Economy October 2, 2023 | 8:57 am

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18% of employed Haitians work in the tourism sector

Santo Domingo.- People migrate to the Dominican Republic for various reasons, including job opportunities and the prospect of a better economic future. According to data from the National Migration Institute, there are 357,024 immigrants working in the country, with the majority, 82.7%, originating from Haiti (295,377).

The main sectors that employ these immigrants are agriculture and livestock (120,530), commerce (95,432), and tourism (69,975). In the tourism sector, 18.3% of employed Haitian migrants work in activities related to hotels, bars, and restaurants, often due to their proficiency in multiple languages, accounting for 54,327 workers.

However, there is a notable income disparity among these workers. Haitian migrants earn an average monthly income of RD$11,962, while those born in other countries earn RD$18,180, resulting in a difference of RD$6,218 in certain tourism-related activities. Descendants of foreigners earn a monthly salary of RD$14,237.

The tourism industry in the Dominican Republic plays a significant role in the labor market, with 388,211 jobs generated in the first quarter of 2023, as the Dominican Central Bank reported. However, more than half of these jobs, 51.2%, are in the informal sector (198,992), with the remaining 48.7% in the formal sector (189,219). There has been a 12.9% growth in tourism jobs in the informal market, indicating an increase from 169,479 positions in January-March 2018 to 191,422 in the same period of 2022.

To cater to the 5,544,778 tourists expected to visit the Dominican Republic from January to August 2023, 388,211 workers are needed across various roles in the tourism sector. Proficiency in foreign languages and technical training are essential for many of these positions.

The challenge faced by the tourism industry is not only attracting investments but also ensuring that the available human capital delivers high-quality services and an excellent overall experience for tourists. Rafael Santos Badía, the director of the National Institute of Professional Technical Training (Infotep), emphasized the importance of updating and modernizing the educational offerings to align them with the needs of the labor market.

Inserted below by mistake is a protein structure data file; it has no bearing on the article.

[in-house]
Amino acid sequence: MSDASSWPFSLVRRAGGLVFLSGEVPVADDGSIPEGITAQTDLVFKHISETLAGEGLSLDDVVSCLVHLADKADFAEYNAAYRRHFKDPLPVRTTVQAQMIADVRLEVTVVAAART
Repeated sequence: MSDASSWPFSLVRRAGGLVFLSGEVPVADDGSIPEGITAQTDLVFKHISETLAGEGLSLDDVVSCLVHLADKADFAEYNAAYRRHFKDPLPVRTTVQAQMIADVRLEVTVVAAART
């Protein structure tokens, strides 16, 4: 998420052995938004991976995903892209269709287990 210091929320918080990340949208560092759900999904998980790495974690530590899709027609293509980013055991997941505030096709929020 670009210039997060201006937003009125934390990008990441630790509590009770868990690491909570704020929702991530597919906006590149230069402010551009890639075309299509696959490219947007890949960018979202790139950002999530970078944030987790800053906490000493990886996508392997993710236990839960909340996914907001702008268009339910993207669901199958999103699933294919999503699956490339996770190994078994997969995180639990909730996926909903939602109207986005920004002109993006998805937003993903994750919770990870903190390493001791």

Badía mentioned the necessity of developing technical personnel, especially in regions like Enriquillo, to meet the growing tourism demands. He emphasized that the state entity is actively working on creating a national tourist route and implementing training programs for vendors to enhance the tourism experience along these routes.

Furthermore, only 6.6% of the 104,031 formal companies registered until June 2023 are engaged in accommodation and food services, according to the National Statistics Office (ONE). This underscores the importance of training and development to enhance competitiveness in the tourism sector. Rafael Nazario, the executive director of the Barahona Tourism and Productive Cluster, emphasized the significance of training programs for SMEs to expand their businesses and improve service quality in the tourism sector.

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Mr. Sensible
October 2, 2023 5:15 pm

Sadly, living in Punta Cana (the tourist hotbed), I seldom run into anyone in the hospitality industry who speaks anything but Spanish…aside from “hello”, “goodbye” and thank you”.

Then I go to Santiago or Santo Domingo, and I find a good number capable of a basic conversation in languages other than Spanish. Maybe working for peanuts is not enough incentive to leave the family behind.

Last edited 1 month ago by Mr. Sensible
October 2, 2023 8:42 pm
Reply to  Mr. Sensible

they don’t want them to know languages …

October 3, 2023 7:31 am
Reply to  Mr. Sensible

Santiago is full of call centers…